‘Canned hunting’ and lion farming are two distinctly different issues

Diggory Hadoke explores auction trends and the public threats that can impact big game industries.

Recently, Gavin Gardiner put up a significant collection of air rifles for sale by internet bidding, prior to his 1 May London auction at Sotheby’s in Bond Street. The auction featured on Gavin’s Home Page and gave potential buyers the opportunity to bid on lots at their leisure until 12 May, when the highest bid would be declared for each lot in turn.

The collection was quite remarkable in the sheer number or air weapons that one man had accumulated; 268 lots, including air pistols and air rifles, from 1980s cheapies from Sussex Armoury, through ancient childhood staples, like the Gem, and collectable classics like Webley Service models to modern workaday stuff like Air-Arms S200s and Weihrauch HW80s.

There didn’t seem to be much of a theme to the collection, it was simply a really large accumulation of air weapons available over the last sixty or seventy years.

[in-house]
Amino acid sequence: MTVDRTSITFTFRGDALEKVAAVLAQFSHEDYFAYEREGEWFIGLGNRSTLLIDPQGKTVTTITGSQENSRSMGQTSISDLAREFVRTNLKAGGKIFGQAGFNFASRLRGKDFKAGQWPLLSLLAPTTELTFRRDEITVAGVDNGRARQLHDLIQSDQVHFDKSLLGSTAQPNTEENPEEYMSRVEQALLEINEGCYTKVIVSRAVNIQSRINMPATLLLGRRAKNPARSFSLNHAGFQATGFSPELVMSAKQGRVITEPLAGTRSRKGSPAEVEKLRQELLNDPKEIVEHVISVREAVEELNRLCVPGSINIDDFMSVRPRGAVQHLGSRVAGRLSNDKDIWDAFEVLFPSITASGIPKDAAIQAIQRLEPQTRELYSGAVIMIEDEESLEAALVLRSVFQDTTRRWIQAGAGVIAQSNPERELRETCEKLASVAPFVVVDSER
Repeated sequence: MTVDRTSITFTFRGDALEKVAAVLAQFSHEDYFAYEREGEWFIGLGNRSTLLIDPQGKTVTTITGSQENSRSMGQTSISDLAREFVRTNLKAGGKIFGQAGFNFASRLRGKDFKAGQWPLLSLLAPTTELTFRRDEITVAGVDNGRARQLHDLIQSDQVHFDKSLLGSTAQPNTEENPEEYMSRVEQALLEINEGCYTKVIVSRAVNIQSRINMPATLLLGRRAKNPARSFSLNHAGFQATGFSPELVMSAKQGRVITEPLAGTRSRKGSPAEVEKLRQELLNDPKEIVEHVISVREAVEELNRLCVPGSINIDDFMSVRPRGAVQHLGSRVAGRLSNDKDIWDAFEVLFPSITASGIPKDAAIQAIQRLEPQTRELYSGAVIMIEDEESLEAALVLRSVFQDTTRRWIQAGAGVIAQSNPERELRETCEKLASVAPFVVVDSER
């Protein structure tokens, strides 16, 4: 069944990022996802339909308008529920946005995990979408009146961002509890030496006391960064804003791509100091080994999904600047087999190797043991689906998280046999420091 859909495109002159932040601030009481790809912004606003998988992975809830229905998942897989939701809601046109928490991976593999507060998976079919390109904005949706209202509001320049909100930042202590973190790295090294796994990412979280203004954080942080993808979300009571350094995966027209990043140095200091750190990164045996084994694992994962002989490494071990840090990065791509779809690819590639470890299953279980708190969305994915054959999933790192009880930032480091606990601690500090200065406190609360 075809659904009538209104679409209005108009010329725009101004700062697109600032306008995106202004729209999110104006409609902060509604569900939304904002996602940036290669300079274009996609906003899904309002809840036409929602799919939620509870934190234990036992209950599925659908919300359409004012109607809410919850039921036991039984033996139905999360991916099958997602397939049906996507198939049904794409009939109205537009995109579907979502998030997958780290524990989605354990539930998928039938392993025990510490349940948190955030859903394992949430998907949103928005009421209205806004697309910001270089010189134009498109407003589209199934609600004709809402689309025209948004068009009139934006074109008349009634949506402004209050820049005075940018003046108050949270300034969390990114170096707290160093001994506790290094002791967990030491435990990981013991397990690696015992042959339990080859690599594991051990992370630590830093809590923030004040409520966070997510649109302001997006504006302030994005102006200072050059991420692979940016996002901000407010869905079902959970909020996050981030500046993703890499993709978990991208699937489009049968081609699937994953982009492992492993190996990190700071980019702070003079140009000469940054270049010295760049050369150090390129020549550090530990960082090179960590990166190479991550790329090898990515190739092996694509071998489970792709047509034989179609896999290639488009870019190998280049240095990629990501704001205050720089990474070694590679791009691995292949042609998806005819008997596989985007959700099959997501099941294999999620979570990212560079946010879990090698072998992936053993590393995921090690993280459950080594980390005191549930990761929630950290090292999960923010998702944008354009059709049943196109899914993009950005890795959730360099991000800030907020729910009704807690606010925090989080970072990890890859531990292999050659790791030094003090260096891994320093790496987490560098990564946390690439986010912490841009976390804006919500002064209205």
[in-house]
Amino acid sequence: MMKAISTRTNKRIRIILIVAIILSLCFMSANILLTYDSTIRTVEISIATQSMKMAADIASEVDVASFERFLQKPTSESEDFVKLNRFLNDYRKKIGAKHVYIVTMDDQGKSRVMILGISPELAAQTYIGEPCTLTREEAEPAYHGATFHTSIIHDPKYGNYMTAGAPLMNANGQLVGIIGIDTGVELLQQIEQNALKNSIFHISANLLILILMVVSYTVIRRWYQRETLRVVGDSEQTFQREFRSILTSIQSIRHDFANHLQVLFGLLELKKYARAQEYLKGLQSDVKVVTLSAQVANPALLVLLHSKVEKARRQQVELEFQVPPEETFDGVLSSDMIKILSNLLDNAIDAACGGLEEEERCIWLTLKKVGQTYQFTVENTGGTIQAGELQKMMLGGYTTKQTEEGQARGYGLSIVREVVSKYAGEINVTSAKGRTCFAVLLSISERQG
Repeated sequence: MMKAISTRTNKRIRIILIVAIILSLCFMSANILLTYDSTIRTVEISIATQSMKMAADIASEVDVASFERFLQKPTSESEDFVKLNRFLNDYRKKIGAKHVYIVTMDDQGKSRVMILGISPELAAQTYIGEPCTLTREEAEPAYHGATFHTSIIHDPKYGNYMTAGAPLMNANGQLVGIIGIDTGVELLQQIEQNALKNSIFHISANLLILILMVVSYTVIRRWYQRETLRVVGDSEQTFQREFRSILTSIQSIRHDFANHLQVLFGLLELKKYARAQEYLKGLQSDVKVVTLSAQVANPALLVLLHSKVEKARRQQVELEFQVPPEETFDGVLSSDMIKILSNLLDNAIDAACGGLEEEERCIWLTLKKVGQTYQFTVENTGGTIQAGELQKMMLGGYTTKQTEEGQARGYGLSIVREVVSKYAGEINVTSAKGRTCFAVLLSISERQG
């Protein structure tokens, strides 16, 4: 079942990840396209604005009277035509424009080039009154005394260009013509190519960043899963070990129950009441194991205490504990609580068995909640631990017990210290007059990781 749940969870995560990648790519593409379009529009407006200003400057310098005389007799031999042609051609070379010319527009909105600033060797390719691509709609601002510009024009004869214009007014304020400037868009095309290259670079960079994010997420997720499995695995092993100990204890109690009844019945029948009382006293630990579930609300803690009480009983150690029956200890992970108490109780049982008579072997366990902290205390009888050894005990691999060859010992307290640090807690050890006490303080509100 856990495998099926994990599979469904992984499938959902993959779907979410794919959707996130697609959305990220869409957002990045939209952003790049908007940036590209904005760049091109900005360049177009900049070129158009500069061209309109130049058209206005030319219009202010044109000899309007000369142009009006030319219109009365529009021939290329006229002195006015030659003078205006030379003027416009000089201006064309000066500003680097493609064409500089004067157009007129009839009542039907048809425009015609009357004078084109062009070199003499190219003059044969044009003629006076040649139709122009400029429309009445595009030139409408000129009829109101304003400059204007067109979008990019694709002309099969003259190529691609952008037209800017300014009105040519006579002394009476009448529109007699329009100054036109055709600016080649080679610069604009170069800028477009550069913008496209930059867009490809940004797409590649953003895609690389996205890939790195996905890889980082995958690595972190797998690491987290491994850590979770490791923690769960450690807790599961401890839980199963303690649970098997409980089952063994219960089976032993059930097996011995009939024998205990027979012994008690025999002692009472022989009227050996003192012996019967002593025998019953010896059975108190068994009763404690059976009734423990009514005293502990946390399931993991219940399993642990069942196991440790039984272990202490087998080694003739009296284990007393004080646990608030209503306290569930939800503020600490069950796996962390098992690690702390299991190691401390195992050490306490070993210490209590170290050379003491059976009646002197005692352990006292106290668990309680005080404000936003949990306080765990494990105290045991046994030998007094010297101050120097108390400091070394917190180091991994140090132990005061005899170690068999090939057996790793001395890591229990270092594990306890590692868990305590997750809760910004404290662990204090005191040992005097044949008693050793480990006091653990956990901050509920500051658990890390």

Reserves were priced to sell and, as of 29 April, bidding had started on some lots. The nature of these things is that people tend to watch and wait until as late as possible and then get involved, hoping nobody else has been paying attention. If you have ever bid on eBay, you know the score.

However, by 5 May, with seven days still to go, some lots had already started to break their reserves; with £250 bid on a Theoben and £400 bid on a vintage Britannia .177. 

Gavin’s live sale, also listed on his Home Page, included some very good pairs by Boss, Lang, Lancaster and Purdey, some notable single guns by major London makers and interesting rifles by Wilkes and Holland & Holland that were well worthy of inspection.

I collected a Holland & Holland .375 made for Lord Lonsdale and a minty A.A. Brown side-lock with 25” barrels for a client, for £13,000 and £11,000 respectively. 

However, though there was an impressive array of best pairs in very good condition, most of these high-value lots failed to sell on the day. Lots 159 and 160 were 1930s guns – pairs by Purdey and Lancaster in very high condition but beset by unfashionably short barrels. This underlines the continuing difficulty for such guns, especially in the UK. Americans will still buy them for walked-up shooting. 

Even Lot 157, a lovely, Kell-engraved pair of Langs went unsold, as did a very rare pair of side-lever Boss guns and a very nice pair of Purdeys. All had long barrels.